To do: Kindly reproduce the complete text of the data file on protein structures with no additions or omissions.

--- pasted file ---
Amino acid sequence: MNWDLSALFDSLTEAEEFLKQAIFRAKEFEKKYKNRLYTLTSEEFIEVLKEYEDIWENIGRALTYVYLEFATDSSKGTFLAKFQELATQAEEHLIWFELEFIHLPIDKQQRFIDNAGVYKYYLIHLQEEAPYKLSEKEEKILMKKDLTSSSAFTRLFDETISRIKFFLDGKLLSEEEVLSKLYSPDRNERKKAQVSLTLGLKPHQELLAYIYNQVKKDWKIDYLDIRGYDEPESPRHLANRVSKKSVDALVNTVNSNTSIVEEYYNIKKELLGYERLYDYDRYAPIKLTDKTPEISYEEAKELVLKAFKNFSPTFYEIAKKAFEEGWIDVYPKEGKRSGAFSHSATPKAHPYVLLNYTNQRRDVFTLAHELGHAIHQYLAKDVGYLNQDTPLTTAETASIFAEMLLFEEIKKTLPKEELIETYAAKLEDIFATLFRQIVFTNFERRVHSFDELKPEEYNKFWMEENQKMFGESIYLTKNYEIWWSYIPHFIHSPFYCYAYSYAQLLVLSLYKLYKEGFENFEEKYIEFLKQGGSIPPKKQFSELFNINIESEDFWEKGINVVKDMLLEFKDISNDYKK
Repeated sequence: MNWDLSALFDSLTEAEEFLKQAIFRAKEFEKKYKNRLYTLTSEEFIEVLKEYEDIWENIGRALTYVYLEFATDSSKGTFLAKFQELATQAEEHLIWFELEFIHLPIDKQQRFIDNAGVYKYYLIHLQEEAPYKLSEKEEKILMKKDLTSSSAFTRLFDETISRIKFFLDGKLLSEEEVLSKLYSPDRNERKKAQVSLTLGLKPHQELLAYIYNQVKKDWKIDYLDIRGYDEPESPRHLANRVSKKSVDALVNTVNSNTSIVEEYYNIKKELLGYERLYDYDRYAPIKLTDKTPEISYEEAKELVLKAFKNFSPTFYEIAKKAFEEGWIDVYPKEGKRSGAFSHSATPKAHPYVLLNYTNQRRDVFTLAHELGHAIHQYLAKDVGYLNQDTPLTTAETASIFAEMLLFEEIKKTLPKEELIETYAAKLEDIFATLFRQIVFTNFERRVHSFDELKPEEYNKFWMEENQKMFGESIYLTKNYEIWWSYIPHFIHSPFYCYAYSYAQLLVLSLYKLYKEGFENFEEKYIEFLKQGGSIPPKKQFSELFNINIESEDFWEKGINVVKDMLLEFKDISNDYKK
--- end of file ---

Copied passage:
Amino acid sequence: MNWDLSALFDSLTEAEEFLKQAIFRAKEFEKKYKNRLYTLTSEEFIEVLKEYEDIWENIGRALTYVYLEFATDSSKGTFLAKFQELATQAEEHLIWFELEFIHLPIDKQQRFIDNAGVYKYYLIHLQEEAPYKLSEKEEKILMKKDLTSSSAFTRLFDETISRIKFFLDGKLLSEEEVLSKLYSPDRNERKKAQVSLTLGLKPHQELLAYIYNQVKKDWKIDYLDIRGYDEPESPRHLANRVSKKSVDALVNTVNSNTSIVEEYYNIKKELLGYERLYDYDRYAPIKLTDKTPEISYEEAKELVLKAFKNFSPTFYEIAKKAFEEGWIDVYPKEGKRSGAFSHSATPKAHPYVLLNYTNQRRDVFTLAHELGHAIHQYLAKDVGYLNQDTPLTTAETASIFAEMLLFEEIKKTLPKEELIETYAAKLEDIFATLFRQIVFTNFERRVHSFDELKPEEYNKFWMEENQKMFGESIYLTKNYEIWWSYIPHFIHSPFYCYAYSYAQLLVLSLYKLYKEGFENFEEKYIEFLKQGGSIPPKKQFSELFNINIESEDFWEKGINVVKDMLLEFKDISNDYKK
Repeated sequence: MNWDLSALFDSLTEAEEFLKQAIFRAKEFEKKYKNRLYTLTSEEFIEVLKEYEDIWENIGRALTYVYLEFATDSSKGTFLAKFQELATQAEEHLIWFELEFIHLPIDKQQRFIDNAGVYKYYLIHLQEEAPYKLSEKEEKILMKKDLTSSSAFTRLFDETISRIKFFLDGKLLSEEEVLSKLYSPDRNERKKAQVSLTLGLKPHQELLAYIYNQVKKDWKIDYLDIRGYDEPESPRHLANRVSKKSVDALVNTVNSNTSIVEEYYNIKKELLGYERLYDYDRYAPIKLTDKTPEISYEEAKELVLKAFKNFSPTFYEIAKKAFEEGWIDVYPKEGKRSGAFSHSATPKAHPYVLLNYTNQRRDVFTLAHELGHAIHQYLAKDVGYLNQDTPLTTAETASIFAEMLLFEEIKKTLPKEELIETYAAKLEDIFATLFRQIVFTNFERRVHSFDELKPEEYNKFWMEENQKMFGESIYLTKNYEIWWSYIPHFIHSPFYCYAYSYAQLLVLSLYKLYKEGFENFEEKYIEFLKQGGSIPPKKQFSELFNINIESEDFWEKGINVVKDMLLEFKDISNDYKK